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As teachers, we must take into cosideration that our classrom may be the one place where our students feel most safe. Looking at it in ths manner, teachers must see this as a tremendous responsibility to uphold that "safe environment". I personally feel honored to think that I may be providing a safe haven for my students where they can feel free to speak their minds and express their ideas without fear of judgment or consequence. Building a culture of respect in the classroom is planting a seed - if you will - of tolerance. It is the beginning of a new society, as educators, we must nurture.
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Yes! it is very important to create an environment of respect. Students often contradict their colleagues' opinions. Sometimes they do that deliberately. So it is the duty of teacher to understand such kind of things and create a good environment of mutual respect and tolerance. The impact of this environment will be useful for students to respect others' openion outside the school.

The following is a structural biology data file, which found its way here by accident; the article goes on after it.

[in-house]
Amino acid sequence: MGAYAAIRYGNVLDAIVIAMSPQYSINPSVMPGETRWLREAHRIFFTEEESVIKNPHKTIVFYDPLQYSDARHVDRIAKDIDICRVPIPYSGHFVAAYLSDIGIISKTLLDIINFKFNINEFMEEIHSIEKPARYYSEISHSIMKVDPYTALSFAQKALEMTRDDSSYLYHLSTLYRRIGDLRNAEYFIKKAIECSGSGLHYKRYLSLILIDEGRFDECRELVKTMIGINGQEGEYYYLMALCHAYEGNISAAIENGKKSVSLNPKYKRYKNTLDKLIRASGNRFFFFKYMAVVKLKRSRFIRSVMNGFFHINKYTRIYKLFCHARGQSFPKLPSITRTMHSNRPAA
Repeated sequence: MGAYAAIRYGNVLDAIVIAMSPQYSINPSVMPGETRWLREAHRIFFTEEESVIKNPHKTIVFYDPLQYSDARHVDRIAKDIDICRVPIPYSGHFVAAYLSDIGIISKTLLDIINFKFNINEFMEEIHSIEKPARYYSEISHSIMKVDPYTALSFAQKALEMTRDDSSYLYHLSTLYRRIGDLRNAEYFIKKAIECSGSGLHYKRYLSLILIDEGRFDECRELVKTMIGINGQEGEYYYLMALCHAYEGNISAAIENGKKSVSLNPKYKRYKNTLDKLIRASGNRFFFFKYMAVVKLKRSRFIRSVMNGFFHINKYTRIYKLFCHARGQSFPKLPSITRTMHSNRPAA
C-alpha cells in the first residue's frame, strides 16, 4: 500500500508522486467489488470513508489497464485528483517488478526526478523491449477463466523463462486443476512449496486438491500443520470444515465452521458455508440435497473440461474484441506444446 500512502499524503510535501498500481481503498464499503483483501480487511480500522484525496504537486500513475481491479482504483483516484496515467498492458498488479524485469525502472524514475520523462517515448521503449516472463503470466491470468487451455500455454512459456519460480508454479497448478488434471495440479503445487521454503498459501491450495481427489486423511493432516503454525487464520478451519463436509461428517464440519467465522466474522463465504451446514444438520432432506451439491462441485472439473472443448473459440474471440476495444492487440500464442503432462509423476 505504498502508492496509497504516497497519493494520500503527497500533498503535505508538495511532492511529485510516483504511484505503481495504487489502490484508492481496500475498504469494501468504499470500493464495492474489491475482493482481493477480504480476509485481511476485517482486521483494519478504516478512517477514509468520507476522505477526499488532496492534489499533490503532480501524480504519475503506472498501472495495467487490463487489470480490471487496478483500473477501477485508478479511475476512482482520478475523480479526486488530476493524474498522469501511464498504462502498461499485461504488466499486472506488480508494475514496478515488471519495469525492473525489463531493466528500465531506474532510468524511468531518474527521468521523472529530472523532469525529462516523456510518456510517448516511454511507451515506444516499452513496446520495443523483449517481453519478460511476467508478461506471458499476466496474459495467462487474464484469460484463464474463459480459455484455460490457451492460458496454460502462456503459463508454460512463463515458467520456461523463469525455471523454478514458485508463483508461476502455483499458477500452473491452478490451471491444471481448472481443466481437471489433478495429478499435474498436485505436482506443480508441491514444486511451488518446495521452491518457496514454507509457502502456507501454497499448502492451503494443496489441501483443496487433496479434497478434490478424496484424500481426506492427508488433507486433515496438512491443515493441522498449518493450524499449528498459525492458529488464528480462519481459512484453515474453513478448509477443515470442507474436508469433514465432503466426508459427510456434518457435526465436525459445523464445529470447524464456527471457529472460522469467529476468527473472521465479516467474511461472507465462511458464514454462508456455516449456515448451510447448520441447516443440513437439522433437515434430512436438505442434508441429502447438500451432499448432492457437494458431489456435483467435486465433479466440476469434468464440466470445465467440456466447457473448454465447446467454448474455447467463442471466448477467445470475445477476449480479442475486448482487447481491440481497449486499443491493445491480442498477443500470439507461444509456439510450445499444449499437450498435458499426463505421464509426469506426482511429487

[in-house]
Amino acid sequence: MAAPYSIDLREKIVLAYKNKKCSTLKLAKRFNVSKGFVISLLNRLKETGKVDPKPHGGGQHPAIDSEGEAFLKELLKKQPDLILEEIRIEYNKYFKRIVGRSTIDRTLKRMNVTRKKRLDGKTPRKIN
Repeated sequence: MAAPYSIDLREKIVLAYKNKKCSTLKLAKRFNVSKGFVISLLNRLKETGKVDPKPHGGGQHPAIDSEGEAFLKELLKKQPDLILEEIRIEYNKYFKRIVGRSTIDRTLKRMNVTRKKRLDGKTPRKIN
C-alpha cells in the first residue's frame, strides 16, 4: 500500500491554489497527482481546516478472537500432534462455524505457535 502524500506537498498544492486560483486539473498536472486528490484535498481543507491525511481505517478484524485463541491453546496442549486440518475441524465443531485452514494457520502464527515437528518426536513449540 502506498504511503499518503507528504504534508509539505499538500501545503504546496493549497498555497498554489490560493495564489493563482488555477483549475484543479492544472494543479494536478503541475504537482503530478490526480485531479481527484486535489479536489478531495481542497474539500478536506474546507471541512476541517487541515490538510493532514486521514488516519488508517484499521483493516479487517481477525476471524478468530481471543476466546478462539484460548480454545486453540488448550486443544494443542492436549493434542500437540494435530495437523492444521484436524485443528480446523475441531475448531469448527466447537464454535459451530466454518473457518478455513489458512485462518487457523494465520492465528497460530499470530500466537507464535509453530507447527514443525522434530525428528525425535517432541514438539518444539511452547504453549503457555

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Transcripts

  • WNET / UCH Urban Academy
    “Exploring Powerful Ideas Inquiry-Based Teaching: Discussing a Teachers Role”
    BUILDING A CULTURE OF RESPECT

    TERRY WEBER:

    WNET / UCH Urban Academy
    “Exploring Powerful Ideas Inquiry-Based Teaching: Discussing a Teachers Role”
    BUILDING A CULTURE OF RESPECT

    TERRY WEBER:
    Having them figure out what their voice is, it has to be in a place of, a place where they’re going to feel respected and kids aren’t gonna jump down their throat and if they- so one of the things that is very critical to our classes is that people can say whatever they want and they can’t make a personal attack on somebody. And that’s a constant theme and new kids in the school who might be older kids from a transfer school they might not recognize that and they might get in a heated argument about somebody and the teacher will say, “Well, you made a personal attack. Can you restate that and attack his ideas only?” So I think that’s part of what the things that we’re trying to do here.

    SHEILA KOSOFF: